From 2011, the United States Equal Employment Opportunity Commission, EOOC has received 99,947 charges of discrimination on employment.
Breakdown of Statistics
From 99, 947 charges of employment discrimination, race discrimination tops the list with 35.4% (45,395) charges followed by sex that accounted for 28.5% (28,534), age 23.5% (23,465), disability 26% (25,742), national origin 11.8% (11,833), religion 42.% (4,151), color 2.8% (2,832), GINA 0.2% (245), and Equal Pay discrimination that accounted for 0.9% (919) of charges.
Racial discrimination in the workplace statistics for the past year also shows the 37.4% or 37,334 charges alleging retaliation under all the rules enforced by the EOOC. The data also shows the alleging retaliation under the Title VII that accounted for 31, 426 or 31.4% of charges for discrimination in workplace.
Role of the EEOC
The enforcement programs of the EEOC in both Federal and private sectors have benefited over 5.4 million individuals. The changes in the practices and policies in the workplace in the U.S. have reduced the racial discrimination in this year.
The combined litigation, mediation, enforcement programs of the EEOC has enabled them to get a record of $455.6 million relief from private sectors, state, and local applicants and employees. This is a more than five million dollar increase from 2011 and expected to continuously to increase in 2012, 2013, and 2014.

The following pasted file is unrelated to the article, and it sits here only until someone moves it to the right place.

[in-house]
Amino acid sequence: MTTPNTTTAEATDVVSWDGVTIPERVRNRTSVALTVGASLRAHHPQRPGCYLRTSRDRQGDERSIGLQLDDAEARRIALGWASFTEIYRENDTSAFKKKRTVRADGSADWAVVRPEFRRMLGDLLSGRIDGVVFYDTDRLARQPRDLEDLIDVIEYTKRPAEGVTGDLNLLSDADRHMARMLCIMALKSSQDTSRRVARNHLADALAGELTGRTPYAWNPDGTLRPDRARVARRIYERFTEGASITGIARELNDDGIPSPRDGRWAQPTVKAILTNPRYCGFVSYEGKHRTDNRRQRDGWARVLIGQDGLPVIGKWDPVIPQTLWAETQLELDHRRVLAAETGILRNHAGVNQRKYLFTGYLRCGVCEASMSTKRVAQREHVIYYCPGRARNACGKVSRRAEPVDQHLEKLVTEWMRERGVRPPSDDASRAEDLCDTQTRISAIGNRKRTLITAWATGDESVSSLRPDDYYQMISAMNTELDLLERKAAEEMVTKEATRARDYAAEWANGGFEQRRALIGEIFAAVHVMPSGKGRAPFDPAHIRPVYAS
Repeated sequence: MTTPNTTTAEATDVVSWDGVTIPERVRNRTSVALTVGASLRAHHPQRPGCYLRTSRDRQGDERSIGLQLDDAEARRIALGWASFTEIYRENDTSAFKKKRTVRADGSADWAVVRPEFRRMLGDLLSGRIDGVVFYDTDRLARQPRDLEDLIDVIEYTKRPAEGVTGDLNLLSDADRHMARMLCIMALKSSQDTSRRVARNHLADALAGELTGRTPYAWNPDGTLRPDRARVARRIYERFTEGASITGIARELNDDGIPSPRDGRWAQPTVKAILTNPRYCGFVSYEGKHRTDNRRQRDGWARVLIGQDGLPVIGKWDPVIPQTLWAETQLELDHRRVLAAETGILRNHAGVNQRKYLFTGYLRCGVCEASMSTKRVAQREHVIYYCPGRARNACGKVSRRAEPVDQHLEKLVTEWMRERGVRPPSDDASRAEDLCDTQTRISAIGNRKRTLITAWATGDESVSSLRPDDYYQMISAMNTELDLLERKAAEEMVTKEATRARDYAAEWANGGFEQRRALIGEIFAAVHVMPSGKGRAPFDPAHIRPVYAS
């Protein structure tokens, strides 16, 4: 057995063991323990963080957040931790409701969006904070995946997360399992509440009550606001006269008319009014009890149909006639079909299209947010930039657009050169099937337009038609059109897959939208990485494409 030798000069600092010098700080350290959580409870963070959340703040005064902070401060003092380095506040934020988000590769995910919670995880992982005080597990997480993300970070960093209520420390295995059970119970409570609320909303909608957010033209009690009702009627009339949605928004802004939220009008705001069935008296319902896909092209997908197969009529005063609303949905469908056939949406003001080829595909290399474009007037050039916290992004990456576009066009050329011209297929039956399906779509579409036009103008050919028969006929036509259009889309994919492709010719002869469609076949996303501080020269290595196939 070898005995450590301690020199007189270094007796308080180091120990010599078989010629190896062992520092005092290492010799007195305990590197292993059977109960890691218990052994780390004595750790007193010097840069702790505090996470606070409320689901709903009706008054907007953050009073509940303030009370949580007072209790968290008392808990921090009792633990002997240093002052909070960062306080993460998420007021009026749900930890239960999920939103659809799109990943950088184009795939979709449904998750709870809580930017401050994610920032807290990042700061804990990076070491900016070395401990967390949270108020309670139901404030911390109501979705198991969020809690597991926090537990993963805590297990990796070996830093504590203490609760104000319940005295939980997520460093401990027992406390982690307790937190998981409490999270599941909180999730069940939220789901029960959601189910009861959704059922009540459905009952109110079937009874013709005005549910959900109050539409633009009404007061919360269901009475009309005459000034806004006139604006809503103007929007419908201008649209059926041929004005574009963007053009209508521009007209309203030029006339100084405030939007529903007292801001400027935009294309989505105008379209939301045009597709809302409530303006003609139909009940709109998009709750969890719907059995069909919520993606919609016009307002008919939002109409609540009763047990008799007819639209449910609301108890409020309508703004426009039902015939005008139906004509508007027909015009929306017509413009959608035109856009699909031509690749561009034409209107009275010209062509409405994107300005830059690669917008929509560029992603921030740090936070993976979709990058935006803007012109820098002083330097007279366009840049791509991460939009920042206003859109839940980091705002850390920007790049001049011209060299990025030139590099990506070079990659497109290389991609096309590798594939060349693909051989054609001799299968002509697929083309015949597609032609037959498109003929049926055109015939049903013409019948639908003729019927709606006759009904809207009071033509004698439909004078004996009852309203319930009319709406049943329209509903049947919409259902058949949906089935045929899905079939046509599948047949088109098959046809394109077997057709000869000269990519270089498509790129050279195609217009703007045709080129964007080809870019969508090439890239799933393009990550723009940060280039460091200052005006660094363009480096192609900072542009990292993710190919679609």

How to Seek Justice from Racial Discrimination
Victims of the racial discrimination in the workplace are advised to take certain procedures to obtain justice. Below are some of the tips that victims for racial discrimination in the workplace should follow to seek proper compensation and justice.
1. Victims must take note of all of the discriminatory actions they have experienced. It possible, chat down all of the necessary information in relation to the event of the racial discrimination that occurred in the workplace. The information that victims should have must include the exact date the action has been done, and the lists of the names of the people who have witnessed the event. All of this information will serve as a piece of evidence, which can be highly beneficial during the discrimination claim.
2. Victims of racial discrimination in the workplace should consult and seek help from an employment lawyer. An employment lawyer has an in depth knowledge about existing laws in your respective state. Lawyers or attorneys can help victims assert for their racial discriminatory claim and receive the appropriate compensation, eventually.
3. File a formal racial discrimination in the workplace complaint. Victims can file an official complaint for racial discrimination in the workplace at the EEOC or their states Department of Fair Employment and Housing (DFEH). The officials of the DFEH and EEOC will investigate the claim and help victims file a case for compensation claim to the court.
To avoid racial discrimination in the workplace, employers should make all of the necessary efforts to make sure of the welfare of all their employees. Intentionally or unintentionally, the discrimination in the workplace occurs, and employers and other workers are to be blamed.